The exhibit will be available for viewing from Aug. 21 to Sept. 28 in the Southern Light Gallery on the first floor of the Ware Student Commons at AC’s Washington Street Campus. The opening of the exhibit coincides on Sept. 21 with the International Day of Peace and includes a photographer's reception at 7 p.m., which is free and open to the public.
Emeny's presentation is titled “View from the Edge of the War Zone: Vietnam 1967-1968.” It will include excerpts from a journal Emeny kept while working in orphanages in DaNang and Hue under the auspices of a Quaker service organization – the American Friends Service Committee.
“The Vietnamese people were caught in the middle, just trying to survive,” said Emeny, who also worked briefly with the Red Cross following the TET Offensive. “The war was the peoples’ enemy,” she said, “not one side or the other.”
Emeny is well known for her community service and humanitarianism. She helped either establish or re-organize the Don Harrington Discovery Center, Amarillo Habitat for Humanity, Wildcat Nature Bluff, the Panhandle Promise Project, and more. She was named the Amarillo Globe-News Woman of the Year in 2001. Emeny also is a member of the board for The Democracy Collaborative.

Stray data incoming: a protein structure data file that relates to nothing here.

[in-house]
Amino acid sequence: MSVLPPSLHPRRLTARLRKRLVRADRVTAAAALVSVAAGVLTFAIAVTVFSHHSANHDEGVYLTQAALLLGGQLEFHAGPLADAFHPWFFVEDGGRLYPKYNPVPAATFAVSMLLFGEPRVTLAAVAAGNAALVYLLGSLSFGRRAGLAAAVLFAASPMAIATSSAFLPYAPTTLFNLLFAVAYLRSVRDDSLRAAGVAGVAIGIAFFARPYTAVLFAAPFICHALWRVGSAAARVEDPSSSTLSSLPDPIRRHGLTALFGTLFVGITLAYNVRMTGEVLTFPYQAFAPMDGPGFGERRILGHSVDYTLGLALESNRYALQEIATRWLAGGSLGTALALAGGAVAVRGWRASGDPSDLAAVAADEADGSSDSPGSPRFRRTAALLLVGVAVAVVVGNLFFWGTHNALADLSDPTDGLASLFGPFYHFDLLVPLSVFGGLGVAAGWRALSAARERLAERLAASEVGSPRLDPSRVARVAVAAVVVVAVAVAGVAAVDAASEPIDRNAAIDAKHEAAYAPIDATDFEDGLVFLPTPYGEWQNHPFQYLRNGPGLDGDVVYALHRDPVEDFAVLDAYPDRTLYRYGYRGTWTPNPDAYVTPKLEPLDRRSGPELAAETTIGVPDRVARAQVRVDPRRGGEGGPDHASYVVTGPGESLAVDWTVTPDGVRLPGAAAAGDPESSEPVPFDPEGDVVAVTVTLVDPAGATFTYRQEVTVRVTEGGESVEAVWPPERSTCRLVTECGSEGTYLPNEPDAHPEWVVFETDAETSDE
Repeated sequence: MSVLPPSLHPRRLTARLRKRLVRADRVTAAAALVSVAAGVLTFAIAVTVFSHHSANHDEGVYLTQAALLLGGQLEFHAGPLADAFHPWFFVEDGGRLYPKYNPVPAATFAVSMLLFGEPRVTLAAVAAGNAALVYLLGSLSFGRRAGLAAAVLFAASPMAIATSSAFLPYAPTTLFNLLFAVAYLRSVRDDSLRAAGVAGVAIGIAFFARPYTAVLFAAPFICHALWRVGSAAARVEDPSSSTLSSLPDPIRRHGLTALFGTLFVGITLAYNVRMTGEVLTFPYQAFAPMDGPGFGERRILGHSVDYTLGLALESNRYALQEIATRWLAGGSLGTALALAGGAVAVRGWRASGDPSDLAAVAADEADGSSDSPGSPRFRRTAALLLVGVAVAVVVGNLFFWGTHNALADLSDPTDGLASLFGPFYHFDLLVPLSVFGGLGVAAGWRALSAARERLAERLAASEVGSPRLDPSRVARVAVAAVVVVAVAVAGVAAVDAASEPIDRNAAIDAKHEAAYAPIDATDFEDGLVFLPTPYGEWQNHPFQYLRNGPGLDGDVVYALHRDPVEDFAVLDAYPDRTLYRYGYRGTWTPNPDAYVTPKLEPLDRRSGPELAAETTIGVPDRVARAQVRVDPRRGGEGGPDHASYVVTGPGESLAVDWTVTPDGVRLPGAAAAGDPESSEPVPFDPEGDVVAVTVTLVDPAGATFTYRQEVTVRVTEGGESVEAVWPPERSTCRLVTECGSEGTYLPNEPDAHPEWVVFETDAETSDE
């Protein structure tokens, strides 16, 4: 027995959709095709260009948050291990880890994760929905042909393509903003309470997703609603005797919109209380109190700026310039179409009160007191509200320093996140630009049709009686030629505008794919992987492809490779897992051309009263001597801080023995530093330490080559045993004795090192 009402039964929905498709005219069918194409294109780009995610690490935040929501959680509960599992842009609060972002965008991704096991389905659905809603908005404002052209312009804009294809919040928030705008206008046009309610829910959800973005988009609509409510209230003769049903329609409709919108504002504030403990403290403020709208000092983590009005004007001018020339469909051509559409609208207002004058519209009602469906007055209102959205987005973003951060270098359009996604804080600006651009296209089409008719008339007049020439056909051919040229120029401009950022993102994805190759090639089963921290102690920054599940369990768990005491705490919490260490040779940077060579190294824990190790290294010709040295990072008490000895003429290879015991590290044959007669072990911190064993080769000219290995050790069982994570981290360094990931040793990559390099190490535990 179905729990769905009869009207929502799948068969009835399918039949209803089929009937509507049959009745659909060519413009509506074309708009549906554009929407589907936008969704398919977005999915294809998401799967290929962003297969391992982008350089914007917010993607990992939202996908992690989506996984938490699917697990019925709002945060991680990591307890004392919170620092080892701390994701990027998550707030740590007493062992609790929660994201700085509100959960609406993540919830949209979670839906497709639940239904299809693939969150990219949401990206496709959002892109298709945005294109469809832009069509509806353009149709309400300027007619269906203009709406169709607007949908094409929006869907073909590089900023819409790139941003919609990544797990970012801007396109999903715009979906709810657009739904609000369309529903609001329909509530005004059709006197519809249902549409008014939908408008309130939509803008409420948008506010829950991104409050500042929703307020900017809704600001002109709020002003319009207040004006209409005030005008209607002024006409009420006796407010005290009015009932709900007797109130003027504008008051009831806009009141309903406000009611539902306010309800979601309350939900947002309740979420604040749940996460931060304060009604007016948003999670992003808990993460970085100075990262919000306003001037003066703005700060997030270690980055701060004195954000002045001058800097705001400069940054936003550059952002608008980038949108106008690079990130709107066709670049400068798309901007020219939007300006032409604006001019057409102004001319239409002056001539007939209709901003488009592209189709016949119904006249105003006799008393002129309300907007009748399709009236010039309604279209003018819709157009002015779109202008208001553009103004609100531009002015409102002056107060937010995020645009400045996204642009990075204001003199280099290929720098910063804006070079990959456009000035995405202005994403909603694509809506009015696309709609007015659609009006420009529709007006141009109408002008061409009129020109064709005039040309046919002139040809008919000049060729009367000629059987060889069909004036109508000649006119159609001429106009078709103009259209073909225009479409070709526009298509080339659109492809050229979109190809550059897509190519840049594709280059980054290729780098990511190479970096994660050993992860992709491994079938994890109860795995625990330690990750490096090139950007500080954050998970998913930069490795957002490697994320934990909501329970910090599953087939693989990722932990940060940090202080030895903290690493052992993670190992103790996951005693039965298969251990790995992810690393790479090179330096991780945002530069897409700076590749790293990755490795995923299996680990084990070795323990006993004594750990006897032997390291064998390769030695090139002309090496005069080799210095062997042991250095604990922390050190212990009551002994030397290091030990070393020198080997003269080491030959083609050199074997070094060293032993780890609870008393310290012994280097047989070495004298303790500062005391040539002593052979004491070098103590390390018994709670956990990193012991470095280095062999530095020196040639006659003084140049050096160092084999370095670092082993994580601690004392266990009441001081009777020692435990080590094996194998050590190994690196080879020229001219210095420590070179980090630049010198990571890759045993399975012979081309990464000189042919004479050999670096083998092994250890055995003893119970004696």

She recollects having had only “a point-and-shoot camera and mostly Fuji film” at her disposal in Southeast Asia.
The Emeny exhibit is one of many activities planned at AC this year in conjunction with the Panhandle PBS release of The Vietnam War, a 10-part documentary film series directed by Ken Burns and Lynn Novick, which premieres on Sunday, Sept. 17.
Panhandle PBS will air an interview with Emeny this fall, and she has agreed to participate as a presenter in at least one Common Reader event at AC; the focus of the 2017-18 Common Reader will be on the Vietnam War.
For more information about the Emeny photo exhibit or the Southern Light Gallery, please contact René West, assistant professor of photography, at firstname.lastname@example.org or 806-345-5654.